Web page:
Defence Minister: Bulgaria among Nato countries meeting criterion of 2% of GDP for defence

Bulgaria is among the 18 Nato countries that meet the criterion of allocating 2 per cent of GDP to defence, Defence Minister Todor Tagarev said on February 15 in Brussels, where he is participating on a meeting of the alliance’s defence ministers.

“We are at two per cent with the planned budget for this year and in each of the following years until 2032,” Bulgarian National Television reported Tagarev as saying.

“About a third of this budget is for investment in new capabilities, which is received quite well by our allies,” he said.

In connection with Donald Trump’s statements that he would encourage Russia to attack if Nato member countries do not pay, Tagarev said: “Mr. Trump is in an election campaign and his position is completely understandable.

“All countries made such a commitment already at the summit in 2014, that is, 10 years ago, and the fact that some have not yet achieved this two per cent is disturbing. We all have to shoulder the burden together,” Tagarev said.

“The commitment in Nato is categorical and this morning it was repeated several times that not a single square centimetre of Nato territory will be allowed to be given to someone else, to an aggressor country for example,” he said.

Tagarev said that plans are to allocate 2.4 per cent of GDP for defence by 2026.

“Since there are large payments under concluded contracts, we are still working to conclude new contracts, to start the process of rearmament, on a larger scale, on a wider front, as we have to catch up on a backlog of decades,” he said.

Nato Secretary General Jens Stoltenberg said on February 15: “Today, Nato defence ministers will meet to address our support to Ukraine, and how to further strengthen our deterrence and defence. 

“And to do both, we need to invest more, and we are on the right track. Because we now have historic numbers when it comes to defence investments,” he said.

Stoltenberg said that in 2023, there had been an 11 per cent real increase in defence spending across Europe and Canada.

“This year, we expect 18 Allies to meet the target of spending two per cent of GDP on defence. And European Allies together spend $280 billion on defence. And this is two per cent of their combined GDP.

“But we still have a way to go. Because at our Summit in Vilnius last year, all Allies promised to spend two per cent of GDP on defence, and two per cent is a minimum,” Stoltenberg said.

He said that he would on February 15 chair a meeting of the Nato Ukraine Council.

“We will address how to sustain our support to Ukraine. We see that our support is making a difference on the battlefield every day. Just yesterday, the Ukrainians were able to strike successfully a Russian naval ship, and this demonstrates the skills and the competence of Ukrainian armed forces, also in conducting deep strikes behind the Russian lines,” Stoltenberg said.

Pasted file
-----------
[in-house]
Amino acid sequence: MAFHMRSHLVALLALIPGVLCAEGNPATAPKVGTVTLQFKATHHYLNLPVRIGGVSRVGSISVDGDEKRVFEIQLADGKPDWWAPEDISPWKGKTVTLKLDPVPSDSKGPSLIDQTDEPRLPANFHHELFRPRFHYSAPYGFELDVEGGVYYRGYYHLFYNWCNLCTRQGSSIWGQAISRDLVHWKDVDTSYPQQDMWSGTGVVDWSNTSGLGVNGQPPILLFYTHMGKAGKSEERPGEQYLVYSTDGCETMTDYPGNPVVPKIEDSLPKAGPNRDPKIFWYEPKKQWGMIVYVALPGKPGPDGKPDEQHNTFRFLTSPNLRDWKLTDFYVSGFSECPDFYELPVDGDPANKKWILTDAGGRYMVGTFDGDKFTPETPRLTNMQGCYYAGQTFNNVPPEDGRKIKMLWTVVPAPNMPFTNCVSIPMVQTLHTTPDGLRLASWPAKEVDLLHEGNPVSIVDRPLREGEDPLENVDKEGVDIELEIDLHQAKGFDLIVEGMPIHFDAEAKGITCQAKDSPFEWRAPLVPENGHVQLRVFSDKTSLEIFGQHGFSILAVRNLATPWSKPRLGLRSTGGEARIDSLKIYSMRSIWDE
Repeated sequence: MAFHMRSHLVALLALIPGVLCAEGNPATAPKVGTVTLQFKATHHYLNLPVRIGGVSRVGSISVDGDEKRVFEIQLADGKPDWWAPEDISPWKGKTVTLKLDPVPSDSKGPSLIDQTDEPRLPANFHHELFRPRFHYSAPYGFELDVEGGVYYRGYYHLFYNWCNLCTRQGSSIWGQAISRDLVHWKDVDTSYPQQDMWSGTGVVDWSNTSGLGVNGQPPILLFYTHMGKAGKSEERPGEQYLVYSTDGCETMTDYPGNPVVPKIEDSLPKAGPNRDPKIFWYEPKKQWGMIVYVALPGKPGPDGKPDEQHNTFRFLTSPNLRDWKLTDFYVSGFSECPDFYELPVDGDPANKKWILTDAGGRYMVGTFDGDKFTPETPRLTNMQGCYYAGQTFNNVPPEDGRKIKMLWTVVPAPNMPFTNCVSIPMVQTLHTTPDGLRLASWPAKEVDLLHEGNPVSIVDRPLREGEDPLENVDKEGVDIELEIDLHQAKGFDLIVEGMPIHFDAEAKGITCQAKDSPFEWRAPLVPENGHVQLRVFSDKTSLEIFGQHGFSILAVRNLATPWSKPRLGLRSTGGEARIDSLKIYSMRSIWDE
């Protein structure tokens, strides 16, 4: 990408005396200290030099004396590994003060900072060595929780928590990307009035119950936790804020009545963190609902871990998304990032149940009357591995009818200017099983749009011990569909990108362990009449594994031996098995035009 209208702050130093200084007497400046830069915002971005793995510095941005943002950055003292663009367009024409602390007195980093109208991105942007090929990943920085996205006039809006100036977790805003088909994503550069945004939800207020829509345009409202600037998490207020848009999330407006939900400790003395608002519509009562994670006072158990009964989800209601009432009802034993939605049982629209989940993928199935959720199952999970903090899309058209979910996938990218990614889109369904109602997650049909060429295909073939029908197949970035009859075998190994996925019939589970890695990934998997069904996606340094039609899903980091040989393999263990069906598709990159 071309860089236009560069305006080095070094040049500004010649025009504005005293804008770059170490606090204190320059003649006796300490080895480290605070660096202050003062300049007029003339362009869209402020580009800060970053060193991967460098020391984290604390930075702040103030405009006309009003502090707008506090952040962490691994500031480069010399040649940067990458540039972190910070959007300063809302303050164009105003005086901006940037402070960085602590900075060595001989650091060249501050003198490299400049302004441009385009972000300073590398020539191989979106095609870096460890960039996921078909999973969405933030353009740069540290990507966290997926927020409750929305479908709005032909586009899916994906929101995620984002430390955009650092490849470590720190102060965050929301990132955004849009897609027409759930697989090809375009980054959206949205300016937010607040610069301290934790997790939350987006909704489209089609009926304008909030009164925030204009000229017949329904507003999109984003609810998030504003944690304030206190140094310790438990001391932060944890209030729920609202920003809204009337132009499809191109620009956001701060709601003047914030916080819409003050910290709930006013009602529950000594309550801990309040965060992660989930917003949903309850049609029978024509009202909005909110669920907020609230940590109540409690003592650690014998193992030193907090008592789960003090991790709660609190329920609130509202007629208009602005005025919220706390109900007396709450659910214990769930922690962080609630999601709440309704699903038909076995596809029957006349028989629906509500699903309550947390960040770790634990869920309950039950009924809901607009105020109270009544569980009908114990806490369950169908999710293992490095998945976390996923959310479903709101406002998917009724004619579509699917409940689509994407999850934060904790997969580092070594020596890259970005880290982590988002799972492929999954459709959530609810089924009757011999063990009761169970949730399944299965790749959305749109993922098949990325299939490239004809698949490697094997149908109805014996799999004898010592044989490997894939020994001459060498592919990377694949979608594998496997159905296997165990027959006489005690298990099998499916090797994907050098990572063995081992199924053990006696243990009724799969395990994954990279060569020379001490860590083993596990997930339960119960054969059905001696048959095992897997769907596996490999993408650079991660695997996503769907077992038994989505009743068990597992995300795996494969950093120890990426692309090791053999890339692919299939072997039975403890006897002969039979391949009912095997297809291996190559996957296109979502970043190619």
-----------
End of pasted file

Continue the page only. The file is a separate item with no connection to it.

“To ensure that Ukraine gets the weapons, the supplies, the ammunitions they need, we need to ramp up production. And Nato Allies have, just over the last month – since we agreed the defence investment plan – agreed and signed contracts for 10 billion euro, for more orders from different parts of the transatlantic defence industry.”

He welcomed that Nato Allies are providing more support, more air defence and more ammunition.

“I welcome the decision by the European Union to allocate 50 billion euro to Ukraine, and I expect the US Congress to agree a package of continued support to Ukraine. Because supporting Ukraine is not charity. Supporting Ukraine is an investment in our own security.”

Asked about the recent statement by the US government that Ukraine is running out of ammunition, Stoltenberg said: “We see the impact already of the fact that the US has not been able to make a decision but I expect the US to be able to make a decision, that the Congress and the House of Representatives will agree a continued support to Ukraine because if we allow President Putin to win it will not only be bad for the Ukrainians, a tragedy for the Ukrainians but it will also be dangerous for us.

“It will make the world even more dangerous for us and leave us more vulnerable therefore this is our security interest to do so,” Stoltenberg said.

Asked about Trump’s statement that Nato’s Article 5 would would only apply to nations that hit their defence spending target, he said: “Article 5, the commitment to defend all Allies and that an attack on one Ally will be regarded as an attack on all is the core of Nato, is the heart of Nato and of course that applies for all Allies because we know that any suggestion that we are not there to protect and defend all Allies will undermine the security of all of us and put at risk our soldiers, our personnel who are on the front lines to protect the whole Alliance.

“So one for all, all for one applies for all Allies and is the heart of Nato,” Stoltenberg said.

(Photo of Tagarev: Ministry of Defence)

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